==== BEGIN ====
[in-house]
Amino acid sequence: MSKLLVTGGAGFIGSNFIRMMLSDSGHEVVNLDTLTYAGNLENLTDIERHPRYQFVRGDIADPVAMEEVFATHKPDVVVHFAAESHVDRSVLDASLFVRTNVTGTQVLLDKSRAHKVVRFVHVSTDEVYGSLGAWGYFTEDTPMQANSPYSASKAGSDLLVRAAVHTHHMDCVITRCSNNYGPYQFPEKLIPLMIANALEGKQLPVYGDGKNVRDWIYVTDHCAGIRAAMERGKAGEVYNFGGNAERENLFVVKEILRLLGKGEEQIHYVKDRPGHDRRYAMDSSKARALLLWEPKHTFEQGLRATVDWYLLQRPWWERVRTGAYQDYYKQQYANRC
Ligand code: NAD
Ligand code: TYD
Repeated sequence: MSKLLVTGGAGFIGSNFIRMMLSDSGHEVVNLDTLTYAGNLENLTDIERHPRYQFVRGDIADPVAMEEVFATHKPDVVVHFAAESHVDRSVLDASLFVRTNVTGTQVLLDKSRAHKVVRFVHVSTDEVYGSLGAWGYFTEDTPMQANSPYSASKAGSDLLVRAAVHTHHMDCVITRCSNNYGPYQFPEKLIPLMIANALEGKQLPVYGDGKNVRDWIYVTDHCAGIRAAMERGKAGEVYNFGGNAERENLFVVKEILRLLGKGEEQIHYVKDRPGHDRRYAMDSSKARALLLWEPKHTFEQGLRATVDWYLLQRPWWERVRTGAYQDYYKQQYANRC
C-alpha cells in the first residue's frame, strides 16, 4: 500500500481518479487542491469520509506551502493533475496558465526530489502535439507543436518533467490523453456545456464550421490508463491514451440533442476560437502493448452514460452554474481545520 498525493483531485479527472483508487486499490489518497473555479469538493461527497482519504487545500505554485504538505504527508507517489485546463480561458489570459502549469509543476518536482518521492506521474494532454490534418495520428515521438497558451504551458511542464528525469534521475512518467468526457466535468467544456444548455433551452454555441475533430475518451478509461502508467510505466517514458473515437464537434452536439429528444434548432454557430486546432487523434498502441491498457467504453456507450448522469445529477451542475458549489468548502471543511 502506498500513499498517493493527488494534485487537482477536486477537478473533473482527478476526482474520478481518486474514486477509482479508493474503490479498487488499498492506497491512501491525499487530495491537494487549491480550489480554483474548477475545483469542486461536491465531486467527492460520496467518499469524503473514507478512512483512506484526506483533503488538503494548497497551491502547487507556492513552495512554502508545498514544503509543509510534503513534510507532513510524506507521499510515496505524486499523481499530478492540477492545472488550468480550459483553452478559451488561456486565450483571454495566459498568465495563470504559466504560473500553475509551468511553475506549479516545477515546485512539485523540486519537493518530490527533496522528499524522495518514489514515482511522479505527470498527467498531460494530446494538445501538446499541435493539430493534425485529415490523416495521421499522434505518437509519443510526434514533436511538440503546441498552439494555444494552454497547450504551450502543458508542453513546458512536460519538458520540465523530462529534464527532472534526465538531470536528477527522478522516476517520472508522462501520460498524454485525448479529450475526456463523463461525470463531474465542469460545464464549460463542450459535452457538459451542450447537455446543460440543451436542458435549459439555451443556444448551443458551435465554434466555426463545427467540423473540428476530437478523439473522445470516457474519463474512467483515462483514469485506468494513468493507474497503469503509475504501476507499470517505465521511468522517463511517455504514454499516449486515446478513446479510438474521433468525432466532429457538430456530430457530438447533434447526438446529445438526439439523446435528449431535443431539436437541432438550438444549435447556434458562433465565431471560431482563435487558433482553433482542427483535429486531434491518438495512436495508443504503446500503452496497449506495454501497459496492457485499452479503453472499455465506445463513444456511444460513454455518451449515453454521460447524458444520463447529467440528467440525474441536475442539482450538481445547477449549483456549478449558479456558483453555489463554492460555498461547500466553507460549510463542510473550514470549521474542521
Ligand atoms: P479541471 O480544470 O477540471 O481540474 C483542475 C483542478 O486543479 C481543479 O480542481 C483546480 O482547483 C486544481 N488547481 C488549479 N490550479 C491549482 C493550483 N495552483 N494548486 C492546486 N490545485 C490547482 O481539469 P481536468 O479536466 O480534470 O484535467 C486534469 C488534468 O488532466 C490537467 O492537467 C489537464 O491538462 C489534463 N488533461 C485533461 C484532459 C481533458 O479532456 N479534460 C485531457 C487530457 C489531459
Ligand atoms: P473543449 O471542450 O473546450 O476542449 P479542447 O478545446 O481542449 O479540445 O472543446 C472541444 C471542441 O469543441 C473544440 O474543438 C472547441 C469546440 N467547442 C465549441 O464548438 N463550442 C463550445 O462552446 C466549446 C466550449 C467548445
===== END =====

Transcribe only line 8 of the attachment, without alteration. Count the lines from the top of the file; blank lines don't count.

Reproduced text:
Ligand atoms: P473543449 O471542450 O473546450 O476542449 P479542447 O478545446 O481542449 O479540445 O472543446 C472541444 C471542441 O469543441 C473544440 O474543438 C472547441 C469546440 N467547442 C465549441 O464548438 N463550442 C463550445 O462552446 C466549446 C466550449 C467548445